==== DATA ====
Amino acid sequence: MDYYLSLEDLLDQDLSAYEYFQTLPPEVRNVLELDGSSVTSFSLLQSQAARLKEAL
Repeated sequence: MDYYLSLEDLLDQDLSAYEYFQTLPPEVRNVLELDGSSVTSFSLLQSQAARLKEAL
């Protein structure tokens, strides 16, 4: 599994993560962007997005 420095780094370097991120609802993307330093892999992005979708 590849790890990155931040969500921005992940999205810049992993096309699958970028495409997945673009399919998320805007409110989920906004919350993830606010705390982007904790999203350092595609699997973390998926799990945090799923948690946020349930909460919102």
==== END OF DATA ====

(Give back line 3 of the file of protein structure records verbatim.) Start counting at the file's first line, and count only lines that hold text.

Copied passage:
């Protein structure tokens, strides 16, 4: 599994993560962007997005 420095780094370097991120609802993307330093892999992005979708 590849790890990155931040969500921005992940999205810049992993096309699958970028495409997945673009399919998320805007409110989920906004919350993830606010705390982007904790999203350092595609699997973390998926799990945090799923948690946020349930909460919102």